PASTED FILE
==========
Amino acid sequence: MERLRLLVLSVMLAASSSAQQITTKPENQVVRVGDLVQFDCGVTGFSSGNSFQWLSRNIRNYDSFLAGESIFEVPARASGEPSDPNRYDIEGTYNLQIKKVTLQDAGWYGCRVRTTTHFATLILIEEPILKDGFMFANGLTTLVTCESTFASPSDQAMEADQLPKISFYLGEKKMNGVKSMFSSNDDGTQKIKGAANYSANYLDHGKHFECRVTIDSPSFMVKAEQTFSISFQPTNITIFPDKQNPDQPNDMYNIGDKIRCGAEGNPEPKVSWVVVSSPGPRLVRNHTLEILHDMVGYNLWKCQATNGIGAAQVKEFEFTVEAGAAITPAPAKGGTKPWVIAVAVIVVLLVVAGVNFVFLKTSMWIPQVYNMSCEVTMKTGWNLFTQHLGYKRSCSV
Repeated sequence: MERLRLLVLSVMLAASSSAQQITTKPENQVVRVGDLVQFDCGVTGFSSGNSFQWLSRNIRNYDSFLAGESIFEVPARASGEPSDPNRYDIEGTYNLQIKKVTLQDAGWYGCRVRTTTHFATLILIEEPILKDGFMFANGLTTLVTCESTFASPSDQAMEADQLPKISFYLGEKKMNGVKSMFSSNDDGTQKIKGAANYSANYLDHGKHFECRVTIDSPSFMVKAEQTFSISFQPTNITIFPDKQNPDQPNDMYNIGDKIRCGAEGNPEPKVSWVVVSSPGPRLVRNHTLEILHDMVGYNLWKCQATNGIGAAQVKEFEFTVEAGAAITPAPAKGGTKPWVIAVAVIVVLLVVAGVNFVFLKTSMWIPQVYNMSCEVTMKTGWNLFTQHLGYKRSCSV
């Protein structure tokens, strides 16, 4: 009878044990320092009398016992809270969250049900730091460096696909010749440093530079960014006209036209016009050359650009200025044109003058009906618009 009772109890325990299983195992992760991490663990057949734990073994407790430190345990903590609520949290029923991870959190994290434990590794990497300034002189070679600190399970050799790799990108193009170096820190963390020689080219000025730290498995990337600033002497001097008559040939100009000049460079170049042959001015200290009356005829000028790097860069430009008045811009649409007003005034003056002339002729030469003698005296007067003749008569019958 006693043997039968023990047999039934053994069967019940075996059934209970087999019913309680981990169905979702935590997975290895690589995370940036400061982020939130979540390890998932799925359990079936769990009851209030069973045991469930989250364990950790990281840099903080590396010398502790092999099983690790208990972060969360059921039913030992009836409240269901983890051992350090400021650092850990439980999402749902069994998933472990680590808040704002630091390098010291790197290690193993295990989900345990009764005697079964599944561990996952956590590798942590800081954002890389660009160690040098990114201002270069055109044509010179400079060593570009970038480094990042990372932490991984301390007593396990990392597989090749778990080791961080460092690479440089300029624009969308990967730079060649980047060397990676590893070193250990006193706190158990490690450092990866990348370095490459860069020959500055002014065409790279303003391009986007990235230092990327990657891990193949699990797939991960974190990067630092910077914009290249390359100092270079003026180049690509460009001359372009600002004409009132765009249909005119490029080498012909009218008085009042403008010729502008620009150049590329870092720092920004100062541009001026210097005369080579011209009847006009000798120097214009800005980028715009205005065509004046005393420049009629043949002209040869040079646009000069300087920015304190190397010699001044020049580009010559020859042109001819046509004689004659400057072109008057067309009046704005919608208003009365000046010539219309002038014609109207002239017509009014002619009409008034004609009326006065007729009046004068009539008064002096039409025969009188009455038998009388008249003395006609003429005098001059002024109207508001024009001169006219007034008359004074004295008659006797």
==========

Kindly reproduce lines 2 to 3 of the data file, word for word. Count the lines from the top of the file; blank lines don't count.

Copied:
Repeated sequence: MERLRLLVLSVMLAASSSAQQITTKPENQVVRVGDLVQFDCGVTGFSSGNSFQWLSRNIRNYDSFLAGESIFEVPARASGEPSDPNRYDIEGTYNLQIKKVTLQDAGWYGCRVRTTTHFATLILIEEPILKDGFMFANGLTTLVTCESTFASPSDQAMEADQLPKISFYLGEKKMNGVKSMFSSNDDGTQKIKGAANYSANYLDHGKHFECRVTIDSPSFMVKAEQTFSISFQPTNITIFPDKQNPDQPNDMYNIGDKIRCGAEGNPEPKVSWVVVSSPGPRLVRNHTLEILHDMVGYNLWKCQATNGIGAAQVKEFEFTVEAGAAITPAPAKGGTKPWVIAVAVIVVLLVVAGVNFVFLKTSMWIPQVYNMSCEVTMKTGWNLFTQHLGYKRSCSV
């Protein structure tokens, strides 16, 4: 009878044990320092009398016992809270969250049900730091460096696909010749440093530079960014006209036209016009050359650009200025044109003058009906618009 009772109890325990299983195992992760991490663990057949734990073994407790430190345990903590609520949290029923991870959190994290434990590794990497300034002189070679600190399970050799790799990108193009170096820190963390020689080219000025730290498995990337600033002497001097008559040939100009000049460079170049042959001015200290009356005829000028790097860069430009008045811009649409007003005034003056002339002729030469003698005296007067003749008569019958 006693043997039968023990047999039934053994069967019940075996059934209970087999019913309680981990169905979702935590997975290895690589995370940036400061982020939130979540390890998932799925359990079936769990009851209030069973045991469930989250364990950790990281840099903080590396010398502790092999099983690790208990972060969360059921039913030992009836409240269901983890051992350090400021650092850990439980999402749902069994998933472990680590808040704002630091390098010291790197290690193993295990989900345990009764005697079964599944561990996952956590590798942590800081954002890389660009160690040098990114201002270069055109044509010179400079060593570009970038480094990042990372932490991984301390007593396990990392597989090749778990080791961080460092690479440089300029624009969308990967730079060649980047060397990676590893070193250990006193706190158990490690450092990866990348370095490459860069020959500055002014065409790279303003391009986007990235230092990327990657891990193949699990797939991960974190990067630092910077914009290249390359100092270079003026180049690509460009001359372009600002004409009132765009249909005119490029080498012909009218008085009042403008010729502008620009150049590329870092720092920004100062541009001026210097005369080579011209009847006009000798120097214009800005980028715009205005065509004046005393420049009629043949002209040869040079646009000069300087920015304190190397010699001044020049580009010559020859042109001819046509004689004659400057072109008057067309009046704005919608208003009365000046010539219309002038014609109207002239017509009014002619009409008034004609009326006065007729009046004068009539008064002096039409025969009188009455038998009388008249003395006609003429005098001059002024109207508001024009001169006219007034008359004074004295008659006797």